Disclosure of file contents pursuant to subpoena by client

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Disclosure of file contents pursuant to subpoena by client

“1. I am an attorney licensed to practice law in the State of Alabama;

2. I represented a client in the closing of a $50,000 loan from S Bank of B, Alabama;

3. My client has defaulted on said loan, and is now suing S Bank, inter alia, on the theory that S Bank negligently made the $50,000 loan to her in the first instance;

4. My client has also sued the business management consultant that helped her acquire her loan, and I believe others. At this time, there are at least six different law firms involved in the litigation;

5. Though I am not a party to the litigation, pursuant to Rule 34, ARCP, my client has subpoenaed documents from her file and certain of my business records. While I have no objections to delivering these documents and records to my client, I do have some serious ethical concerns about complying with my client’s subpoena.

6. My client’s request for production of documents is fraught with ethical concerns, in light of the fact that Defendant S Bank has notified me that it is entitled to be present at the time I comply with my client’s subpoena, and that it is entitled to the same discovery which I provide my client.

7. It is most likely that one or all of the attorneys for the parties will want to depose me in order to discover communications which occurred before, during and after the closing of my client’s S Bank loan. I would prefer not to be in the position of having to constantly assert an attorney-client privilege during a deposition, or worse, be compelled to seek constant rulings from the Court as to whether a particular inquiry would implicate privileged communications between me and my client.

8. I have informed my client that I will cooperate fully with the parties, once my professional and ethical concerns are resolved.

As I understood our conversation on Tuesday, you initially advised me to obtain a waiver of the attorney-client privilege between me and my client before giving my client any discovery, and that absent such a waiver, seek a Court Order requiring me to release the records and documents requested by my client. This I have already done.”

Pursuant to relevant provisions of the Code of Professional Responsibility and the Rules of Professional Conduct material generated during the course of an attorney-client relationship, i.e., the attorney’s work product, and which would be likely to be held in the file of an attorney, is privileged information and not subject to general discovery and/or disclosure. Rule 26, Alabama Rules of Civil Procedure. Disclosure of that information to third parties would be inappropriate absent the existence of certain specific conditions, including client consent or the order of an appropriate court of law. The Disciplinary Commission has, in the past, held that a client has a right to the material in the client’s own file (see the July 1988 Alabama Lawyer and/or Opinion RO-86-02). Accordingly, it is our opinion that, with or without subpoena, your client has a right to request and to receive documents from her file. In making this statement we assume that there is no fee dispute between you and the client and that the question of an attorney’s lien relative to those same documents does not exist.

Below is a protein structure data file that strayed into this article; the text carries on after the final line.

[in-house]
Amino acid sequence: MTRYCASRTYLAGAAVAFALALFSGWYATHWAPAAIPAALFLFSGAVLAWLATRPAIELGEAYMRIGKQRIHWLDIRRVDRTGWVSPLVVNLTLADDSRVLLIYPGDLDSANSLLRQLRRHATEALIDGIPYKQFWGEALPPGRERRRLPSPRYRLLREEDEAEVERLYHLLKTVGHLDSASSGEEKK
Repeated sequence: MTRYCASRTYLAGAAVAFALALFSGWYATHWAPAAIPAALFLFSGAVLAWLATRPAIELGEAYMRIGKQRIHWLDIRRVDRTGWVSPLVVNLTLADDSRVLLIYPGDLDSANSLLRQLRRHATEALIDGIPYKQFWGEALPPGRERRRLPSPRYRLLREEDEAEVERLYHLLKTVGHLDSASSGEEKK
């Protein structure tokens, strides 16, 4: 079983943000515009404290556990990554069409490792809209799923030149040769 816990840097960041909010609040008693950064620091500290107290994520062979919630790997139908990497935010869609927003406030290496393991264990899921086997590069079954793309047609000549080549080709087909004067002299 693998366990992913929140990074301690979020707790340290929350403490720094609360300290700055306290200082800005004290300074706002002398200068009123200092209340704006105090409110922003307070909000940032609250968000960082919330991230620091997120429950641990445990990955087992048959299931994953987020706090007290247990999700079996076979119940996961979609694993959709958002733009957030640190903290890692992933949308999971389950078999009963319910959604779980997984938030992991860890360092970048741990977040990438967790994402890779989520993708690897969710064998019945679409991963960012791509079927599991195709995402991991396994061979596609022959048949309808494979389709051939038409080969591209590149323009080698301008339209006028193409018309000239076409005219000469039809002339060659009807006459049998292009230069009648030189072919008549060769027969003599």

As to the client’s right to certain of your “business records”, we deem that to be a legal question beyond the scope of our jurisdiction and review. However, and once again in accord with the provisions of both the Code of Professional Responsibility and the Rules of Professional Conduct, the client does have the right to complete disclosure regarding funds received on her behalf and disbursed to or on her behalf. [Refer to DR 9-102(B)(3) and Rule 1.15(a) and (b)]. We consider the matter of S Bank’s contention of entitlement to discovery of the same material to be a legal question beyond our purview, but we do believe that it is an ethical requirement that you assert the attorney-client privilege as to these materials until such time as either the client waives her right to have them remain confidential or until such time as an order from a court of competent jurisdiction has been issued ordering their disclosure to S.

Whether the assertion of the privilege requires a “question by question” assertion or a blanket assertion is a matter of conjecture and beyond our consideration. While it is not in the nature of a formal ethics opinion to suggest legal remedies, it does occur to the Commission that this matter might be brought to a resolution, short of setting forth a question by question or document by document objection, by seeking a protective order to the entire work product or by seeking to have any subpoenas issued by third parties vis-a-vis those same documents quashed.

The obligation of an attorney to uphold the attorney-client privilege is high, but the documents subject to the privilege should not unreasonably be withheld from the client herself. Likewise, should the client elect to waive the privilege, or to act in such a way as to legally constitute waiver, then the attorney may comply with any reasonable request for information.


revised JAM/2/6/91

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